- motivate us
- are something we are prepared to give time and energy to
- are something we base our decisions on
- are experienced as feelings
- can combine with beliefs to form our attitudes
- influence our compatibility with people and situations
If you want to create the best team culture and get the most out of your individuals, then understanding what motivates them and how and why they do what they do will ensure strong leadership and peak performance. The key is to tap into their values. Using the example above of ‘prestige’ as a value, you can tap into this by using the right language in your conversations with that representative to help motivate them, i.e. “your work must be 100% as you are representing a Fortune 500 company”. You can tap into the value of 'material benefit' with a representative by using words like “you are working towards a pay rise”, “think of what you will buy with the bonus”. All human decisions are based on values and what needs to be done as a leader is for us to influence those decisions and get the most out of our people. Identifying values Here is a team exercise that will help you identify the values in your team. Do this with a peer to identify your own values. It is also extremely useful to do this with your own manager as it gives a greater understanding of what makes them tick. This works well with your team at an area meeting. In addition, a fantastic spin-off from this exercise is a team contract. This will fall out of identifying the team’s values and can be a contract that you and your team live by. The advantages are that:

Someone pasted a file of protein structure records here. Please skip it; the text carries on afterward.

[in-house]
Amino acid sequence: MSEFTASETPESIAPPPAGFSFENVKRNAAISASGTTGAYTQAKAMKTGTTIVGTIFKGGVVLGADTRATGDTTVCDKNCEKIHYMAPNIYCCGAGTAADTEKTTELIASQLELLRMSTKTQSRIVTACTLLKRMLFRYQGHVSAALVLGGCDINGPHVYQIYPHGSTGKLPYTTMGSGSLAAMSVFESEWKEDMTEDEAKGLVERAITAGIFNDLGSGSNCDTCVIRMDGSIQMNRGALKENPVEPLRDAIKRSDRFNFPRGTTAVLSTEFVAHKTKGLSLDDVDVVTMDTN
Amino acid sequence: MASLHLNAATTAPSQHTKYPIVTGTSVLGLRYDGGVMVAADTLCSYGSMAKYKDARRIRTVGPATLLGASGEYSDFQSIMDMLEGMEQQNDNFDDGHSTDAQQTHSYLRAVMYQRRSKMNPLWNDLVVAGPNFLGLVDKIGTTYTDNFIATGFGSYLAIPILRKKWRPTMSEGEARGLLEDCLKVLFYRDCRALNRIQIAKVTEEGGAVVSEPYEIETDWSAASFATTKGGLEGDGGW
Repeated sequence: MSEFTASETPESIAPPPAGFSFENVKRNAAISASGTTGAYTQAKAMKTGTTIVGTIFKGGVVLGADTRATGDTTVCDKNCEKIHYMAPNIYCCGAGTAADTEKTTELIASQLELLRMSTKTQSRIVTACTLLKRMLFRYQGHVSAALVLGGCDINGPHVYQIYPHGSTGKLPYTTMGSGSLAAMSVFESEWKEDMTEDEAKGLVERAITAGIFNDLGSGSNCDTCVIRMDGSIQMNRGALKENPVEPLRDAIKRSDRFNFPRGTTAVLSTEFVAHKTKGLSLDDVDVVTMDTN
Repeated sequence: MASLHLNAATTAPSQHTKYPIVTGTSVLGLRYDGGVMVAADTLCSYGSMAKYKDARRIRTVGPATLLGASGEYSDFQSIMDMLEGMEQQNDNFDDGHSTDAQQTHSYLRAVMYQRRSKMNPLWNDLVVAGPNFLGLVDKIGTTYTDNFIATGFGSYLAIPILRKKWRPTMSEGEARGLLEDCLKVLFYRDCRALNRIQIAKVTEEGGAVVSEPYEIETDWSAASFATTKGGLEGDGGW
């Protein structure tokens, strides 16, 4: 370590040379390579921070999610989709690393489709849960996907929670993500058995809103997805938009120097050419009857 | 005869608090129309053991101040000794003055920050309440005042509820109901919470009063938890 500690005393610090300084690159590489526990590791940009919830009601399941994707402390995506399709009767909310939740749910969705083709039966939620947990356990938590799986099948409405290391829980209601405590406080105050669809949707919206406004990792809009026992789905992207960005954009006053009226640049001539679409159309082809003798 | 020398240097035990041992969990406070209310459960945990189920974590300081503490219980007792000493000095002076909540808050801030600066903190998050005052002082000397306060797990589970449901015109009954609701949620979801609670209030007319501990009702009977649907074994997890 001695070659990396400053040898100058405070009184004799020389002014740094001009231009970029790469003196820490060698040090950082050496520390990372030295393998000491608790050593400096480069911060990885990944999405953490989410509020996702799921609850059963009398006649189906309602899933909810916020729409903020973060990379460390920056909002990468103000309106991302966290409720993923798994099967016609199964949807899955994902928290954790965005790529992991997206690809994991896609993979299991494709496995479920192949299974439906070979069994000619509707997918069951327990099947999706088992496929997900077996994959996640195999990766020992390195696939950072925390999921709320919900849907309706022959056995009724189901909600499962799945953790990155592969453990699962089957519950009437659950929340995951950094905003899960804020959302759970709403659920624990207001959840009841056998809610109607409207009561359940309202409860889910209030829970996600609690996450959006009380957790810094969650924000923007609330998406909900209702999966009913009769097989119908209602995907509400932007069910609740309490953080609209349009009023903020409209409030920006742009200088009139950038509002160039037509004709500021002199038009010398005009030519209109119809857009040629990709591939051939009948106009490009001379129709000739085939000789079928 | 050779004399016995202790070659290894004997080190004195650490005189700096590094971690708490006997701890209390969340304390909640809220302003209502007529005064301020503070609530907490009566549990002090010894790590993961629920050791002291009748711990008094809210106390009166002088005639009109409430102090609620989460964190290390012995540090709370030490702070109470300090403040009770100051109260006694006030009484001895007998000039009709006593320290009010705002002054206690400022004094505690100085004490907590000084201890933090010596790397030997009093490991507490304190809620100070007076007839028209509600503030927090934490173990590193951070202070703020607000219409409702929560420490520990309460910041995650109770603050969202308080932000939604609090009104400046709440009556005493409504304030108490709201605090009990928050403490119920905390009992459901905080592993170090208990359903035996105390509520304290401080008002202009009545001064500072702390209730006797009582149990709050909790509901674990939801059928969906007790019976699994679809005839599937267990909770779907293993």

- the people that work for you believe they are team who are gelled together
- a contract creates a strong team spirit
- the contract gives them transparency and openness
- people know where they stand and what is expected of them based on their values
- they know if someone breaks the contract, it is there in black and white and can be discussed and rectified.
The values exercise
Objectives: To understand the teams’ values and to derive a team contract Materials Needed: Flip chart, Post-it notes.
1. Prepare your flip chart. On one page write Question 1 (Q1) – ‘What is important to you about being in a team?’ On next page write Question 2 (Q2) – ‘What is MOST important to you about being in a team?’
2. Split team into pairs.
3. Explain that each pair need to ask Q1 of each other. Only do Q1 at this stage. Get individuals to push when asking the question by asking “what else?” Aim to get at least four or five values down. Some example answers may be: 'pulling together', 'being the best', 'having fun', 'learning from each other', 'being honest', ‘being excellent’, ‘having a friendly team’, ‘respect’, etc.
4. Now get the pairs to use the lists of values extracted and ask Q2. This is about getting the individuals to really think about which of these values is THE MOST important. Each individual needs to come up with at least three TOP values that they consider most important about being in a team.
5. Get pairs to put these values onto Post-it notes and stick onto the flip chart.